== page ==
Who's Afraid of a Feverish Economy?
Ho Chi Minh City - Michael J. Pease has a problem Ford Motor (F) executives in the U.S. can only dream of. Demand in Vietnam, where Pease runs Ford's operations, is so strong he can't make cars fast enough. "We are capacity-constrained," says Pease, who saw sales double in the first five months of the year. To put enough Focus sedans, Everest SUVs, and Transit vans in showrooms, he plans to cut the ribbon on a newly expanded factory near Hanoi in July. "This is our best year ever," he says.
Wait a minute. Isn't Vietnam's economy having one of its worst years ever? Well, the stock market is down more than 60% since January, and housing prices are off by a third. Inflation is raging at 25%, the trade deficit is ballooning, and the currency, the dong, is headed south as people buy dollars and gold. "Vietnam is facing its most difficult time since the beginning of economic reforms" in the late 1980s, says Le Dang Doanh, a senior fellow at the Institute of Development Studies, a private think tank in Hanoi.
Yet Ford isn't the only company doubling down. Taiwanese heavy industry giant Formosa Plastics just got approval from Hanoi to invest $7.8 billion in a steel mill, power plant, and port. And in March, Samsung unveiled plans for a $670 million mobile-phone assembly plant outside Hanoi. "Regardless of the economic situation, Vietnam is still very attractive," says Chi Yong Cho, Samsung's handset strategy chief. So far this year the government has approved $21 billion in foreign direct investment, just over the amount given the green light in all of 2007.
How to reconcile the optimism among foreign companies with the dire economic forecasts? Foreigners are looking at long-term fundamentals, which few would deny seem attractive. While the government has revised its projections downward, it's predicting gross domestic product growth of 7% this year, compared with 8.5% in 2007. "We still see a lot of investors talking about plans to set up manufacturing," says Le Trong Hieu, manager of Saigon Hi-Tech Park, where Intel (INTC) expects to open a $1 billion plant next year. "They all believe the economic turmoil Vietnam is going through is short-term."
A TIDE OF CAPITAL
Vietnamese consumers show few signs of slowing down, either. Auto sales are up by 162% this year. PC sales increased 21% in the first quarter, to 360,000 units, researcher IDC reports. VinaGame, the country's leader in online gaming, says it has 50% more users than a year ago. "We have no evidence that people have stopped going to Internet cafés, chatting online, or playing games," says VinaGame co-founder Bryan Pelz.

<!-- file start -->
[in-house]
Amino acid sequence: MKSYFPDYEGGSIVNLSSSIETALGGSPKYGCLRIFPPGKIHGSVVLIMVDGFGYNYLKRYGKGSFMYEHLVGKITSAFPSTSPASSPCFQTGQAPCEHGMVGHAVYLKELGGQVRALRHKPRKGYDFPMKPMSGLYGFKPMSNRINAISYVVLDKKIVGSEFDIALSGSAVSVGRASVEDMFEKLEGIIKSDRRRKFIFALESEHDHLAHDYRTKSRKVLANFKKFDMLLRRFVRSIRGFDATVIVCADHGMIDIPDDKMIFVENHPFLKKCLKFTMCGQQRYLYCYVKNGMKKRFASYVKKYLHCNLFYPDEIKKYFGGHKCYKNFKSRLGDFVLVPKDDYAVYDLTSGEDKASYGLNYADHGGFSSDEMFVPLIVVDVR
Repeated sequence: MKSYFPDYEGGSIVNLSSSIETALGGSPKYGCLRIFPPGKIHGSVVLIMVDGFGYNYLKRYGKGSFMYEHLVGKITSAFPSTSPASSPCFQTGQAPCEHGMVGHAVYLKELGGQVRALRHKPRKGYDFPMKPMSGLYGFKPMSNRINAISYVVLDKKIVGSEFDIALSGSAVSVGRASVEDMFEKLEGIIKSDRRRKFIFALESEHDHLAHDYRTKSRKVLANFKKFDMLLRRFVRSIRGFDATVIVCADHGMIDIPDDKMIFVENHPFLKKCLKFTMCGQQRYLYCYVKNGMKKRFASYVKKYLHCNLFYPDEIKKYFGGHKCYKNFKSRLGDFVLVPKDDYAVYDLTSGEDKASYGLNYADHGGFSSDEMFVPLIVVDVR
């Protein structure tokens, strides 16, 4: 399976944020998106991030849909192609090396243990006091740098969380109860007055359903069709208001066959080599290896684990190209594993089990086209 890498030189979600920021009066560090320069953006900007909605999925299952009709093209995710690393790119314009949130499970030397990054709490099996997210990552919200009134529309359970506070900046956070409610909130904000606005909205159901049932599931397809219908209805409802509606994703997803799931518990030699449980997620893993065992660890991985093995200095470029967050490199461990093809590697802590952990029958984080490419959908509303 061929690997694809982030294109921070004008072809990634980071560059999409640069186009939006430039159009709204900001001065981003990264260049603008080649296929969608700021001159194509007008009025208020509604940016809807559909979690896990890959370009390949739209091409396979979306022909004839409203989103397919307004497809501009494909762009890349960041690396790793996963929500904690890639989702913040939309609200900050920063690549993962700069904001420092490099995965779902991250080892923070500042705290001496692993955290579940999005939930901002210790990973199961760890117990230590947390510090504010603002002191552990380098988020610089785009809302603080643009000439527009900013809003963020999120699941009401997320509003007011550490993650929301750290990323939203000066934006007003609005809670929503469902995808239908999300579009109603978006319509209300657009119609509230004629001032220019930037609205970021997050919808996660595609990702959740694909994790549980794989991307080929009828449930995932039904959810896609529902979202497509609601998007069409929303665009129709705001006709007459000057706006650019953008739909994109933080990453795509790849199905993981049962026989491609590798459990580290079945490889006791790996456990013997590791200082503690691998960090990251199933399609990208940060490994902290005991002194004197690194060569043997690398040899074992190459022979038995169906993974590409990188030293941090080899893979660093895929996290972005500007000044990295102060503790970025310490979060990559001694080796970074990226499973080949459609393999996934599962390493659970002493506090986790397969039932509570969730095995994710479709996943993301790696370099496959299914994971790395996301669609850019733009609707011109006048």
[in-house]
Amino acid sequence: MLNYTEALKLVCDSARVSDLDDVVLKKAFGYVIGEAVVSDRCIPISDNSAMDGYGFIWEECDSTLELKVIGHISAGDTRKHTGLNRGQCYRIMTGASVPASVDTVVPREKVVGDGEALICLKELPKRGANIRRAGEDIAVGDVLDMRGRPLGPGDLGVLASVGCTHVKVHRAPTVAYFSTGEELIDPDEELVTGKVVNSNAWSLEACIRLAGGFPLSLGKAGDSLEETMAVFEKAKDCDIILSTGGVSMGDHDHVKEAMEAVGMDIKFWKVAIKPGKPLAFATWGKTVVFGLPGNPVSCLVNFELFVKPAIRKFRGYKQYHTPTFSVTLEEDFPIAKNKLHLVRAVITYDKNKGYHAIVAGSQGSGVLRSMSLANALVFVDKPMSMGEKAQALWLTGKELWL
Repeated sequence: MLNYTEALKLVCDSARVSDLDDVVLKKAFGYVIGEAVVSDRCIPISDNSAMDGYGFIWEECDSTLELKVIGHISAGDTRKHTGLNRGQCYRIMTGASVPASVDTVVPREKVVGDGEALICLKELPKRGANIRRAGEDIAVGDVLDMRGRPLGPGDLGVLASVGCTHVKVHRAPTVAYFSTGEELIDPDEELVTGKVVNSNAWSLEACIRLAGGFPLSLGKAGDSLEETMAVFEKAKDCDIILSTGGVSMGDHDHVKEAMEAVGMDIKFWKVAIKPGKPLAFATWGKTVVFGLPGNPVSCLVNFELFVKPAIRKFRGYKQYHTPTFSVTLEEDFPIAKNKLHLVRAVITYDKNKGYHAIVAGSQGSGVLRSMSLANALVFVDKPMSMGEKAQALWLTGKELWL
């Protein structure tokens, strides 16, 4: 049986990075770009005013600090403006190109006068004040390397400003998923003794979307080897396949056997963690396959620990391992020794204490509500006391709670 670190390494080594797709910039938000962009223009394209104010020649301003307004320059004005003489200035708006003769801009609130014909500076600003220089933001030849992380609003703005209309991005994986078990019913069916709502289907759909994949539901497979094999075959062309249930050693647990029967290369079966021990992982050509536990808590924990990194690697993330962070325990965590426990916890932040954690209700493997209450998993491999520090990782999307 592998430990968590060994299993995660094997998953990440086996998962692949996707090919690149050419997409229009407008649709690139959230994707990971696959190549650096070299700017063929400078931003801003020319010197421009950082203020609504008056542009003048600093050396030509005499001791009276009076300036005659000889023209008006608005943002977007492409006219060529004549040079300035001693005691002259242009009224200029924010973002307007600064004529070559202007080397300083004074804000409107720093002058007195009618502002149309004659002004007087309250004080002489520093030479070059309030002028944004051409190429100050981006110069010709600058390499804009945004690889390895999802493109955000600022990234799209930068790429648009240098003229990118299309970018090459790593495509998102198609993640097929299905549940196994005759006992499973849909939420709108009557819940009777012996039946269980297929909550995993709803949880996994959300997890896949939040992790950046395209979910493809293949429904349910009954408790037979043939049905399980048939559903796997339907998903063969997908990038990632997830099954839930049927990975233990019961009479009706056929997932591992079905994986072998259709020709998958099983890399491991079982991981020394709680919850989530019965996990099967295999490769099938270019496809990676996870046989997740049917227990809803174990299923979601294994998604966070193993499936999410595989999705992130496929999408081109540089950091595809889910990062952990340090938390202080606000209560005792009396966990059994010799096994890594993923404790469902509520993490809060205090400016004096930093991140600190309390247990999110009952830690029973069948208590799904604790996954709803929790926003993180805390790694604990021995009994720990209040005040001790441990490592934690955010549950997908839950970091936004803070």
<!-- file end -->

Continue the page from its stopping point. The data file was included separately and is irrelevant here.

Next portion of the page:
No one, however, is downplaying the macroeconomic problems, most of which stem from Vietnam's popularity among investors. Billions of dollars from multinationals, hedge funds, and private equity groups poured into the country last year. Rather than sell bonds to soak up those billions, as China has done, the government printed money to buy dollars, creating a wave of cash that led to a 54% increase in bank lending. That fueled a spending spree by state enterprises, while investors piled into stocks and snapped up apartments and condos. "This is a pretty serious speed bump," says Peter R. Ryder, co-chairman of Indochina Capital, which raised $500 million on the London Stock Exchange in March, 2007 for an investment fund that has since lost more than 50% of its value.
"NOWHERE TO RUN"
Vo Minh Hoang Phat hit that speed bump hard. On a recent morning the construction consultant sat staring glumly at a sea of red on the trading screen in MHB Securities, a brokerage in downtown Ho Chi Minh City. Phat says his $70,000 portfolio has lost 70% of its value since he started buying stock in developers and builders in March, 2007, near the peak of the market. "I'm stuck, and want to sell all my shares, but there is nowhere to run," says the 32-year-old.
How fast Vietnam can tame inflation and restore confidence in the stock market depends on the success of government efforts to rein in the exuberance without slowing growth. In recent weeks the central bank has hiked interest rates to 14%, from 12%, allowed the dong to fall more rapidly, and clamped down on lending at state-owned banks. The government has announced spending cuts and is starting to lift the veil of secrecy that long has shrouded its thinking on the economy. In June, Vietnam published its first-ever quarterly figures on the balance of payments, and Finance Minister Vu Van Ninh chaired a videoconference where he invited foreign investors to ask questions.
If the government makes good on its promise to administer the tough medicine the economy needs, consumer spending will likely suffer—something Ford's Pease is bracing for. Despite his optimism, he expects things to slow a bit in the second half and is keeping a tight lid on supplies to avoid being caught out if sales suddenly slump. Still, he says, "The government is doing the right things...and we remain confident in the overall economy."